With technology evolving so rapidly, entering into lengthy enterprise IT contracts seems foolish.
It is amazing how quickly technology moves. Today, cloud computing and mobile technology are changing the way enterprises and consumers live, work, and play.
But even with advances made each day, enterprise-level IT continues to move at the same old plodding pace. No doubt, the speed of technology innovation makes it difficult for CIOs to make long-term IT plans. And to be fair, how can a Wall Street IT organization even envision what it will be running 24 months from now?
At the Oracle Financial Services event in New York last week, Frank Brienzi, Oracle's senior VP and general manager for financial services, spoke of how the enterprise technology vendor recently inked a large deal with one of "largest insurers in the world." That, by itself, isn't surprising. Oracle has dozens of large deals with many mega-companies.
What was surprising was what Brienzi said next: The story with Oracle's new, large insurance client, he indicated, "will evolve over the next 18 months." Eighteen months? Is this something that a tech company should boast about--that it will take 18 months to implement a solution? Granted, signing a big contract with a big insurance carrier is something to be proud of; but to openly talk about an 18-month rollout seems ludicrous.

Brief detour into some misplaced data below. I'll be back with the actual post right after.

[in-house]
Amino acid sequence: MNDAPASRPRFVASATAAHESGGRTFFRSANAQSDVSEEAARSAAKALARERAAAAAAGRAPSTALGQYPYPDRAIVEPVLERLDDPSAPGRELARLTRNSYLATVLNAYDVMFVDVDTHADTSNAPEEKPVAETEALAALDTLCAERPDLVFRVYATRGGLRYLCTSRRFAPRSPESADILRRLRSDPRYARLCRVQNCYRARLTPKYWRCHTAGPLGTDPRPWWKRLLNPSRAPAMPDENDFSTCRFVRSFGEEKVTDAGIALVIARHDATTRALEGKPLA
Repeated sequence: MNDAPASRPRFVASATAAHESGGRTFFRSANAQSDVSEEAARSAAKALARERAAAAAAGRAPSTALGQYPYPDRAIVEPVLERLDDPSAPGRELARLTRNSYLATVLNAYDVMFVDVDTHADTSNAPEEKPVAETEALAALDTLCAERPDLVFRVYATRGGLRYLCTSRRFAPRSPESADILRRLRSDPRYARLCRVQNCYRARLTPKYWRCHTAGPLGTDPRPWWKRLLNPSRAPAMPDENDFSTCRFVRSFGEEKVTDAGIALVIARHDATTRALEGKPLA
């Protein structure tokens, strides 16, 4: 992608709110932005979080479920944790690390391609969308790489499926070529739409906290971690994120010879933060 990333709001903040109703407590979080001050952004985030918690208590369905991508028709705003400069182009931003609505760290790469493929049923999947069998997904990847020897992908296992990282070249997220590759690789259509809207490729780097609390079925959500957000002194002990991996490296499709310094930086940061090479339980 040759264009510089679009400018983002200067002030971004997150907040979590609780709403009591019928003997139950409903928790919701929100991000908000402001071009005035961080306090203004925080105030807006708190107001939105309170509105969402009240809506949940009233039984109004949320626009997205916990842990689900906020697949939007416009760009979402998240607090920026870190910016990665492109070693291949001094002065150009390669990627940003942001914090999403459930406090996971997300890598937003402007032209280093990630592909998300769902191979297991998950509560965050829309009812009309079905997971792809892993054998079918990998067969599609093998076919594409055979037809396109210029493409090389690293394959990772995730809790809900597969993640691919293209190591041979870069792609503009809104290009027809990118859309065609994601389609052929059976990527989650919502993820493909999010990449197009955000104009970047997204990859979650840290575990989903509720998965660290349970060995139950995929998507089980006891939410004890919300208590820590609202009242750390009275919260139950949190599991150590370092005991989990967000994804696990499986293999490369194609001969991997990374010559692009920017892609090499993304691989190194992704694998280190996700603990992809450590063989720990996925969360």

Long deployments are counterproductive, as customers and employees (not to mention boards) now measure enterprise IT with the same yardstick they use when buying a new smartphone: it must be fast, innovative and useful. Unfortunately, enterprise technology, and many enterprise software providers, don't think in these terms. Instead, many projects are slated for 12, or even 18, months, with only gradual increases in functionality.
Meanwhile, large IT organizations continue to build 24- and 36-month business-technology roadmaps. Part of this is due to institutional inertia: Firms have always had two- and three-year IT roadmaps, so why stop now? And most enterprise-class firms and vendors continue to move at what seems like a snail's pace when it comes to IT. To be fair, a company with 50,000 employees, tens of thousands of servers and multiple data centers can't plan month to month; IT organizations have to have some sort of plan in order to keep a company moving in the right direction.
Nominate your company for the 2012 InformationWeek 500--our 24rd annual ranking of the nation's very best business technology innovators. Deadline is April 27. Organizations with $250 million or more in revenue may apply for the 2012 InformationWeek 500 now.
How Enterprises Are Attacking the IT Security EnterpriseTo learn more about what organizations are doing to tackle attacks and threats we surveyed a group of 300 IT and infosec professionals to find out what their biggest IT security challenges are and what they're doing to defend against today's threats. Download the report to see what they're saying.
2017 State of IT ReportIn today's technology-driven world, "innovation" has become a basic expectation. IT leaders are tasked with making technical magic, improving customer experience, and boosting the bottom line -- yet often without any increase to the IT budget. How are organizations striking the balance between new initiatives and cost control? Download our report to learn about the biggest challenges and how savvy IT executives are overcoming them.